OPINION — You’ve just noticed the red and blue lights strobing in your rearview mirror. You pull over with the sinking realization that, for whatever reason, you’re the latest winner of the roadside lottery.
What’s the first thought that goes through your mind?
Are you more concerned about the potential blemish on your record or about how you’re going to come up with the money to pay your fine?
For most of us, coming up with the money to pay the fine is by far the more realistic stress.
Anyone who has spent any time in a so-called “justice court” cannot help but recognize that these courts more closely resemble revenue collection stations than halls of justice. Anyone who has faced financial challenges in paying off the fine associated with their citation can attest that the system is primarily concerned with getting their money.
If they don’t have the money in hand to pay their fine, the system is designed to start playing hardball to get them to cough it up.
This creates two potential problems.
First of all, it can place individuals who are struggling financially into a destructive cycle where their already limited resources are being further depleted by the most demanding creditor of them all: the state.
Say a person is ticketed for his or her automobile registration being expired. With license plate readers becoming a standard fixture on police cars in even small towns, the system is actively searching for new “customers” every time that cruiser is driven down the street.
When a license plate is flagged and the offender – who may have been obeying all traffic laws – is pulled over, the true justification for the stop is that the state wants to get money out of them.
If the reason they’ve failed to renew their registration was that they were short on funds, how is saddling them with a stiff fine and possible impound charges going to improve their situation? It isn’t.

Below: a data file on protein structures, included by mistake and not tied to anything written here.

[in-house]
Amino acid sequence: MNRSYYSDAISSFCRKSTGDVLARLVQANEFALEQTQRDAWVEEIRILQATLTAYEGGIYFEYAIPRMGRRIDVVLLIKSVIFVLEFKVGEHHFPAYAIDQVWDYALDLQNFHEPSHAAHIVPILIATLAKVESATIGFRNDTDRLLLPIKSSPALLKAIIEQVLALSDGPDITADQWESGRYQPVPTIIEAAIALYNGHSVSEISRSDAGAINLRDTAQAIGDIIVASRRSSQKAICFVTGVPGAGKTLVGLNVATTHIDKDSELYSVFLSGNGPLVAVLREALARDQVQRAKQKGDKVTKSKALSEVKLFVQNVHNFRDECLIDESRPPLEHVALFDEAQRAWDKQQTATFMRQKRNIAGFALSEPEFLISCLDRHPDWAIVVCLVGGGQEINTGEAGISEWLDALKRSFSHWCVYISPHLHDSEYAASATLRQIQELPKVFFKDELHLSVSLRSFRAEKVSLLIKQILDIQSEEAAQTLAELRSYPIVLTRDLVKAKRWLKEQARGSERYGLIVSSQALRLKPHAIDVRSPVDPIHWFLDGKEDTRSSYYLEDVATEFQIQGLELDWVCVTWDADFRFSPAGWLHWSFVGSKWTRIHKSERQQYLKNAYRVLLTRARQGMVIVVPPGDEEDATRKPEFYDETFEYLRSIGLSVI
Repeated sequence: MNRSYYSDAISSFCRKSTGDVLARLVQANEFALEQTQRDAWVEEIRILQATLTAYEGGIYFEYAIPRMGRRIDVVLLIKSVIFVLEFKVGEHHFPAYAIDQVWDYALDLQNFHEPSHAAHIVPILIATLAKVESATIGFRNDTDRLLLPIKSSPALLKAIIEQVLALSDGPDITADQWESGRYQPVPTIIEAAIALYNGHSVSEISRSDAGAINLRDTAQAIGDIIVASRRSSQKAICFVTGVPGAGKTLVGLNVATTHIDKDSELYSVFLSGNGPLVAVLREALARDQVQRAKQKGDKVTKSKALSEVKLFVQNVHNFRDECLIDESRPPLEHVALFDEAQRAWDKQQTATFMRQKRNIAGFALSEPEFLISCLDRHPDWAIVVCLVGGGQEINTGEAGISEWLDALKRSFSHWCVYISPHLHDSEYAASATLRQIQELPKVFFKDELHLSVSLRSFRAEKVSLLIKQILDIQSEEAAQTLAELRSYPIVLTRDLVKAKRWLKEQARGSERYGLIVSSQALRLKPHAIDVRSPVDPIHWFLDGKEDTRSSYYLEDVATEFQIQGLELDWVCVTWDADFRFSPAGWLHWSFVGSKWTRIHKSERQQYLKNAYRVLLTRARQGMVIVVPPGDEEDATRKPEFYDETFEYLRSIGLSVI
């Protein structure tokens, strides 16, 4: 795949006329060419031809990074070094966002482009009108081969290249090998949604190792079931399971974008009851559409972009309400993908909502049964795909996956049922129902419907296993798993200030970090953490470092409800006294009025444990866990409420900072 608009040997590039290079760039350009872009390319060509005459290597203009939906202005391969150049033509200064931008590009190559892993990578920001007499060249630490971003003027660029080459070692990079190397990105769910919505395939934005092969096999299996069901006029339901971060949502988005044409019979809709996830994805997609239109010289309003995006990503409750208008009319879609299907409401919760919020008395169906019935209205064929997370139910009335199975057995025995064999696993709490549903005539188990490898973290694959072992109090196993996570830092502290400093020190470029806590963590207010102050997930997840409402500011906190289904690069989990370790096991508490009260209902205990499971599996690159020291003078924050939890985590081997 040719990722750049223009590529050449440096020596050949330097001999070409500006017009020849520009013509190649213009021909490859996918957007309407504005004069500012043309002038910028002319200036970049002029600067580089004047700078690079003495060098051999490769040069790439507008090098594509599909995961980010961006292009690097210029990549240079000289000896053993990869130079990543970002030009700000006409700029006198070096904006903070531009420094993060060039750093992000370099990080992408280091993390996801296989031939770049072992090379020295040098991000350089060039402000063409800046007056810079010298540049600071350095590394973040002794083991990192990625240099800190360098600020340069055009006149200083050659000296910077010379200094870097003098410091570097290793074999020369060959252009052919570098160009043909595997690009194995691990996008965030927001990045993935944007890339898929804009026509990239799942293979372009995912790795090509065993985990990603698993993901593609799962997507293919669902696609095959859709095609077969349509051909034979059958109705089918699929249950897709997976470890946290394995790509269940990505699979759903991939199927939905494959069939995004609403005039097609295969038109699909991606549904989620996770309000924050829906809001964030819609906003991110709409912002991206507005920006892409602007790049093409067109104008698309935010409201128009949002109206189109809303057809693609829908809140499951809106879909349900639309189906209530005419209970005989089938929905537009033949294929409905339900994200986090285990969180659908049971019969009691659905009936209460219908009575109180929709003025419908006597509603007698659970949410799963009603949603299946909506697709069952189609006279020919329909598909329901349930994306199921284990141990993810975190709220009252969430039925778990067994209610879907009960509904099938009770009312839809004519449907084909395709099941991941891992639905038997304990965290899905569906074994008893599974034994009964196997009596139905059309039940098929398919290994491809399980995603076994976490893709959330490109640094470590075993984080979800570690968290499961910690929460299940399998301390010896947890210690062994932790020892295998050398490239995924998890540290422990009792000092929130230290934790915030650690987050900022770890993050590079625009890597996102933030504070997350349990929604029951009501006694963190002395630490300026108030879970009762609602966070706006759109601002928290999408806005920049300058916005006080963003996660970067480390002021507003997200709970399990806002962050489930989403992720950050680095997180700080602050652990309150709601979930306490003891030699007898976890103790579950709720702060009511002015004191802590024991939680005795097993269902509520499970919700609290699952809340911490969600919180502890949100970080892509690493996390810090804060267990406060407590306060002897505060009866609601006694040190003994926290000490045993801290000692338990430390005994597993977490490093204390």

What started as one difficulty for this person has now been compounded into several new ones. In fact, without a vehicle, their chances of staying gainfully employed drop even further.
When they can’t pay their fines, the state takes more drastic steps up to and including putting them in jail. The fines intended to satisfy the demands of “justice” have not solved a problem, they’ve exacerbated existing ones.
It’s easy to sneer and say, “Don’t break the law” when the force of the state is being directed at someone who’s not you. But with innumerable laws, ordinances and statutes on the books already – and more being created each year – luck plays a bigger role in avoiding the state’s unwanted attention than strict obedience does.
Unfortunately, that’s a lesson each person must learn for himself or herself.
The second problem that arises from using fines to exact justice is that they can incentivize revenue collection on the part of the state. We joke about ticket quotas and speed traps with an exasperated shrug, but the temptation is high for many municipalities to use them anyway.
A friend who was a former Salt Lake City motorcycle officer has blown the whistle on the number of citations his squad was required to write each shift and the kind of fines that accompanied them. You don’t have to be an accountant to recognize the amount of potential revenues those citations were generating day after day.
Those fines can represent big money for municipalities who treat them as a kind of “slush fund on wheels” for the state. Assuming that justice is the authentic goal here, it seems highly immoral for cities to generate revenue by looking for reasons to ticket some of their most vulnerable citizens.
It’s time to consider alternatives to equating the administration of justice with handing money to the state.
One possible solution that could address both problems listed above is to allow offenders the option of performing community service instead of simply paying a fine. This isn’t providing them the chance to skate on their offense since paying off a $100 fine could take hours of community service to accomplish.
Instead of securing forgiveness simply by handing money to the state, which wasn’t the victim in the first place, offenders could provide meaningful service to nonprofit organizations in their communities.
Such an approach would provide genuine latitude that would allow an offender to pay his or her debt to society without placing them in greater financial hardship. It would also reduce the temptation to send forth officers each day with instructions to find reasons to write citations as a means of keeping the money flowing.
Correcting these practices and reducing the number of petty laws on the books would go a long ways towards restoring essential trust between the citizens and members of law enforcement.
Bryan Hyde is an opinion columnist specializing in current events viewed through the lens of common sense. The opinions stated in this article are his and not representative of St. George News.
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